By Siti Nursuraya Ali
KUALA LUMPUR (Bernama) — Working mothers or women who are about to start a family often find themselves faced with the same question: where do I send my baby for care once the maternity leave ends?
In Malaysia, there are a few choices available but when it comes to what is best for the child, non of the choices are any easier.
The obvious choice would be to leave work and concentrate on raising the family, but not many can afford this option especially looking at the rising cost of living in the cities.
Another option that is probably more practical for many is to ask the help of a family member to care for the child while the mother goes to work.
Other options are to hire a maid, send the child to a babysitter or childcare centre.
Whatever choice the mother makes, she would have to be prepared for some trade-offs. When choosing to leave one’s child in the care of others, there is always the nagging worry the dangers that may befall the child as reported by the media so often.
Bernama delves into the experience of two mothers and a soon to be mother in choosing the best form of care for their child while they go out to earn a living.
QUITTING WORK FOR CHILDREN’S SAKE
Ani Fadhilah Arrif, 23 chose to leave employment after having her first child with husband Syafiq Othman, 29.
She felt it was in the best interest of her baby that she becomes a housewife and get additional help from her in-laws.
“Zafri is our first baby, and I have had no prior experience in childcare. So my husband and I decided to stay at my in-laws so that I have extra hands to help me while Syafiq is out working,” she said.
Ani, who went through a difficult pregnancy, believed she had made the right choice.
“After my confinement period was over, I started looking for a job but it was difficult to find one with suitable working hours. I had to let go of a few opportunities, especially those requiring me to work in shifts,” she said.
Although the child is now older and easier to care for, she is still hesitant to leave the child with a babysitter. The number of media reports on dead or abused children in the hands of babysitters have made her wary of the option.
NOT AN EASY CHOICE
Meanwhile, Roslina Anuar, 29, started discussing childcare options with her husband right from her pregnancy. They had initially decided on sending their baby to a daycare centre. However, the decision was fraught with guilt and fear.
“We decided not to ask for our parents’ help at the time as they were old and lived a distance away,” said Roslina, who lived and worked in Ampang, Selangor.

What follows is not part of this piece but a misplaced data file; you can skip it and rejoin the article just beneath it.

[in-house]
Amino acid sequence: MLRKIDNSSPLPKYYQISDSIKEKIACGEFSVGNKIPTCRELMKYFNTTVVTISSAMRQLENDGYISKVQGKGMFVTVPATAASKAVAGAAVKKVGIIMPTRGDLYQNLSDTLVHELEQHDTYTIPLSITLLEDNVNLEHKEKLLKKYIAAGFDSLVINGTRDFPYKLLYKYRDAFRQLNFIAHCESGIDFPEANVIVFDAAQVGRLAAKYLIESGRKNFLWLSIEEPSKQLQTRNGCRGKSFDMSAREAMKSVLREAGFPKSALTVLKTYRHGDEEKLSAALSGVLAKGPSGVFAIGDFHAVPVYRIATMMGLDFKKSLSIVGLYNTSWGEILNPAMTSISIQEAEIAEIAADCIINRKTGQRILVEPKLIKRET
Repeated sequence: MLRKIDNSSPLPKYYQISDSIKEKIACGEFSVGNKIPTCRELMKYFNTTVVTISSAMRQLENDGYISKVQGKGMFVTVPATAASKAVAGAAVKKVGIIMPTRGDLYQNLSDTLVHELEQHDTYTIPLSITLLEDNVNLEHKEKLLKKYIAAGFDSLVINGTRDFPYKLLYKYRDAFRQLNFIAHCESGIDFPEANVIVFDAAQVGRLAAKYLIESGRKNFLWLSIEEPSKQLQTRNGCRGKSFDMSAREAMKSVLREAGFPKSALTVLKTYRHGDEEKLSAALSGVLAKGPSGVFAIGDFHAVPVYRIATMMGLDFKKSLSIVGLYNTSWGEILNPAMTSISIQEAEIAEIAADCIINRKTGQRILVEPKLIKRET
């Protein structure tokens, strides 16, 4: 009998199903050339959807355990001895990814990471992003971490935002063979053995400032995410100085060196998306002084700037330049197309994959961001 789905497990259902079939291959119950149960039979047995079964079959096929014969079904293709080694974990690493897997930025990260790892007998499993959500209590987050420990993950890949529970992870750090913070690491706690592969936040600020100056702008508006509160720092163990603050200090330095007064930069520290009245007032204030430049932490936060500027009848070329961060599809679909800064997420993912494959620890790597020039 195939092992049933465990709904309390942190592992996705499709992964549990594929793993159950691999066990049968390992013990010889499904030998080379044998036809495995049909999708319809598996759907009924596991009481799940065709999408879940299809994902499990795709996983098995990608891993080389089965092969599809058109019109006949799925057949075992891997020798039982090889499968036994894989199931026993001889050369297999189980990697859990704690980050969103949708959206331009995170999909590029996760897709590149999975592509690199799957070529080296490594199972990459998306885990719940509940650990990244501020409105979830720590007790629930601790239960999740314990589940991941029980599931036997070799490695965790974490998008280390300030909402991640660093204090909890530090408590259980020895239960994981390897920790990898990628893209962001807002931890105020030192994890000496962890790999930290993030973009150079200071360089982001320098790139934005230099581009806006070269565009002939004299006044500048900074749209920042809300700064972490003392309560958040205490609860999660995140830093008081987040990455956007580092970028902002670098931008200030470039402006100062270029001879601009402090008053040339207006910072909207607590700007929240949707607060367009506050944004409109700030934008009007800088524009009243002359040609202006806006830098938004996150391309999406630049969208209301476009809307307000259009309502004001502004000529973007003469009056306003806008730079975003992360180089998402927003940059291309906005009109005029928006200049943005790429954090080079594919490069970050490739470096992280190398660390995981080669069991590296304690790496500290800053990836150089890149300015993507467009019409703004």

However, the couple changed their mind once the baby was born. She and her husband, Jumadi Boyot, 29, decided to ask Roslina’s mother, who lived in Kuantan, to care for their firstborn.
“We were so sad, but it had to be done so that she was in safe hands. I missed my baby so much I would cry. I would view her pictures and videos over and over again to ease the pain,” she said sadly.
Roslina took her eldest daughter, Husna, back when she was three to live with her. By then she had a second child, Hanis, whom she also sent to the mother. Husna was sent to a babysitter in Ampang while she and her husband were at work.
“At first we sent both Hanis and Husna to a childcare centre, but when Hanis became infected with scabies there, we took both of them out,” she said.
The situation was what forced Roslina to send her second child to be cared for by her mother.
CAUGHT IN A QUANDARY
Childcare decision was also difficult for Mashitah Mamat, 30, who is seven months pregnant with her first child.
She had decided to adopt a wait-and-see approach and mentally prepare herself for all eventualities.
“The nearest babysitter to my house is already caring for two other babies – and three babies under the care of one babysitter is more than handful,” she said.
She remains perturbed on the post delivery childcare options, and is keeping her options open including resigning from her job to care for her baby if the need arises.
“I have thought about sending my baby to my mother, but she lives an hour away.
“If I become too sad or distraught by the separation to the point it affects my work, I may just quit my job, stay home and take care of my child until old enough to go to kindergarten,” said Mashitah, stroking her pregnant belly.
MAKE SURE CENTERS ARE REGISTERED
Meanwhile, the Community Welfare Department (JKM) Director General Datuk Noraini Mohd Hashim reminded parents to regularly monitor the babysitters and childcare centres they send their children to.
“Parents who are opting to send their children to a childcare centres should check to see if the centres are registered with JKM, and the list of registered childcare centres can be obtained from the department’s website,” she said.
She said registered centres were vetted in all aspects by JKM including the child minders’ skill and experience, the safety of the premises and their cleanliness, particularly the toilets and kitchen.
“We also recommend that parents regularly check their children physically and emotionally. Observe changes in their behaviour,” she advised.
No matter what their choices in childcare, parents should put the well-being of their children first.
Parents should be mindful to the needs of their children’s early education and care. They should not wash their hands off and rely solely on the babysitters or childcare centres.
Many studies have proven that children’s early education plays an important role in shaping their character as well as in instilling values. But for the average working women, juggling between family responsibilities and work is no easy task.
Source Article from http://www.bernama.com/bernama/v7/fe/newsfeatures.php?id=996097
The Childcare Dilemma Of Working Mothers
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